All meat product sold in the UK shall include clear labelling regarding the method of slaughter. Labelling to be clear if the meat is Halal or Kosher.

This is fine, and would have sufficed on its own! Labelling of meat products is ok so long as it applies to *all* meat products, not just those produced by Jews and Muslims. I like the labelling categories suggested by Professor Joe Regenstein of Cornell University: 1. By smashing the animal over the head to crack its skull. 2. By smashing through the skull 3. By electrocuting the animal 4. By using a gas chamber 5. Traditionally hand-slaughtered with respect for the animal. At the end of the day, there is no nice way of killing an animal. 

So what does the SDP still need to do?

Thanks for asking. All the policy needs to say is that *all* meat products need to be clearly labelled as to the means of slaughter, thus enabling the consumer to make an informed choice. That way, those who need to buy non-stunned meat for religious reasons can do so; those who do not wish to, get to vote with their wallets. What could be fairer than that? Drop the bit about Jews and Muslims not being able to export meat; and either drop, or change, the policy that allows everyone else to import meat from wherever they want, but not Jews or Muslims. Only when these changes happen, will I start to think about rejoining the SDP.

PS Some will say that, as I have now left the party, I have no right to shout from the sidelines: I should have stayed in the party and argued my case. This misses the point: I shouldn’t have had to argue my case in the first place. A communitarian party should have been aware of the implications a ban on non-stun slaughter would have on Jews and Muslims, and should have steered well away. And, once the implications of a ban were flagged up, it should not have been left to the small number of Jews and Muslims in the party (plus a handful of welcome, predominantly Christian, allies) to overturn it. Putting it simply: if the party leadership wanted Jews and Muslims to see the SDP as a political home, the party leadership should have taken the initiative in getting the policy changed. It is to be hoped that they will yet do so.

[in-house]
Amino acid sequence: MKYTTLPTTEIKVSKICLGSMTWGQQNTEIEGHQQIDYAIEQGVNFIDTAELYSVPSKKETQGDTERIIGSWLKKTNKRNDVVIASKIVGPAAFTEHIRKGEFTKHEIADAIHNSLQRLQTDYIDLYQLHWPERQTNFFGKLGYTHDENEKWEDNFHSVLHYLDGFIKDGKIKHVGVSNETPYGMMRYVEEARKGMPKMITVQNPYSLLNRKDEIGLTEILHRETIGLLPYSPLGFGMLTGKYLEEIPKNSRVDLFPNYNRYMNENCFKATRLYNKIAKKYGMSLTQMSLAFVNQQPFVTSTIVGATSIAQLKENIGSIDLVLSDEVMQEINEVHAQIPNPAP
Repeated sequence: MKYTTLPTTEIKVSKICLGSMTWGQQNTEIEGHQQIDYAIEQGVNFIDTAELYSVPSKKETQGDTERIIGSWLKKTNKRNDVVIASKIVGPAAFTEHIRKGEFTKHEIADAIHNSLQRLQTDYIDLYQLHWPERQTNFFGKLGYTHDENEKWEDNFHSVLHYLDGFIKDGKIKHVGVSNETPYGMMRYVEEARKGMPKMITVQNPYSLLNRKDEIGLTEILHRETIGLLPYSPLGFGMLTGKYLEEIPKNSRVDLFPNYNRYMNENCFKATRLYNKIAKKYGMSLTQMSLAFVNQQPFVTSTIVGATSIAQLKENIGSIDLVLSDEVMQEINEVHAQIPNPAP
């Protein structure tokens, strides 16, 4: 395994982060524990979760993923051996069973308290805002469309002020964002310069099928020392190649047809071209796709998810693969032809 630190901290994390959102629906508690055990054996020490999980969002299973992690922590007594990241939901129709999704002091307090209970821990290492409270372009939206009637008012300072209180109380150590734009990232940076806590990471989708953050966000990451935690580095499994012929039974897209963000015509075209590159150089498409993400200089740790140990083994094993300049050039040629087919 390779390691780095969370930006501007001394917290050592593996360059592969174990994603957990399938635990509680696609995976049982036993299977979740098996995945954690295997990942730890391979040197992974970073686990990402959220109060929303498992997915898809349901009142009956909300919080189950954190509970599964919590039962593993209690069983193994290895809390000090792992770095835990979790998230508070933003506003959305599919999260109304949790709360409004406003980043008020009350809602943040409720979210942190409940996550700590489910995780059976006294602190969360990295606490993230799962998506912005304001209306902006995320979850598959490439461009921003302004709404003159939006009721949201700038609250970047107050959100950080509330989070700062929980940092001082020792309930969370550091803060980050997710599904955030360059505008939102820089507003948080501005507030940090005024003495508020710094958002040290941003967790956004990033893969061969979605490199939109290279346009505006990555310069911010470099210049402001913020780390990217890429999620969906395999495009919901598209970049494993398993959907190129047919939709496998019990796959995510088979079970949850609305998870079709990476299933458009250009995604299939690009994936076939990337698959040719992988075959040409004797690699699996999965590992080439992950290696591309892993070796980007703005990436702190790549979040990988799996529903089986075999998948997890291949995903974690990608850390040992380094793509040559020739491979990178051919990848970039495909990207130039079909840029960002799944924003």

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2 Responses to How the SDP still discriminates against Jews and Muslims

  1. Billo says:

    Hi James,

    An informative and well articulated piece that deserves a reply. (and should be read by the great & the good in the SDP as well).

    First off, while I am still a member of the SDP I am quite peripheral. I paid my fiver for renewal in November but other than exploring some areas on my blog and twitter that I think the SDP should be addressing (mainly local government) I am not active.

    I regard the party as a nice idea. But I am hardly a committed activist. So I cannot and do not speak for the party. Just myself.

    Even so, I suppose all party members should take responsibility for party policy.

    Further more I cannot really claim I didn’t know about the non-stun policy, it’s just I skipped over it as one of the tedious bit of fluff that get added by any party with a broad membership base. It didn’t affect me. So I ignored it without further consideration. For that I apologize.

    But frankly, that is exactly what it is – fluff. It is well meaning but regrettably ill-thought out.
    It perhaps is a good example of how careful we all need to be about (as you say) the law of unintended consequences.

    The SDP has had one go at fixing it it but clearly they have not actually checked it through with those affected. So it ends up as a scatter gun solution where some of the fixes work and some don’t.

    The bullet points at the bottom of you “law of unintended consequences” blog post would be a good place to start in fixing this issue but obviously need expanding on. Maybe a good way forward would for the SDP to actually get input from religious bodies rather than second guessing them.

    The SDP (as I understand it) is people and community centric. If it wants to maintain that ideal it needs to review this policy.